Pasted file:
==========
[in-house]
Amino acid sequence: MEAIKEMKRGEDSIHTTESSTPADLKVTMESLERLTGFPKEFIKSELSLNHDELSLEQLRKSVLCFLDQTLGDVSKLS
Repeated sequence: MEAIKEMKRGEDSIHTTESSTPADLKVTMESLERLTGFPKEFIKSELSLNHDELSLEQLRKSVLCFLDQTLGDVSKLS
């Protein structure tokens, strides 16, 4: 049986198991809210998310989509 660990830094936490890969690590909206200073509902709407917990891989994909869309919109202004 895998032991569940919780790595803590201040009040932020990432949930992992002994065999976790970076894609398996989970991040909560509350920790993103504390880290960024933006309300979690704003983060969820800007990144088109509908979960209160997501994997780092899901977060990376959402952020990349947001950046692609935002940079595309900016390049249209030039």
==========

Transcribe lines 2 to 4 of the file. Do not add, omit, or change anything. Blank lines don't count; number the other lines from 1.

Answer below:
Amino acid sequence: MEAIKEMKRGEDSIHTTESSTPADLKVTMESLERLTGFPKEFIKSELSLNHDELSLEQLRKSVLCFLDQTLGDVSKLS
Repeated sequence: MEAIKEMKRGEDSIHTTESSTPADLKVTMESLERLTGFPKEFIKSELSLNHDELSLEQLRKSVLCFLDQTLGDVSKLS
């Protein structure tokens, strides 16, 4: 049986198991809210998310989509 660990830094936490890969690590909206200073509902709407917990891989994909869309919109202004 895998032991569940919780790595803590201040009040932020990432949930992992002994065999976790970076894609398996989970991040909560509350920790993103504390880290960024933006309300979690704003983060969820800007990144088109509908979960209160997501994997780092899901977060990376959402952020990349947001950046692609935002940079595309900016390049249209030039």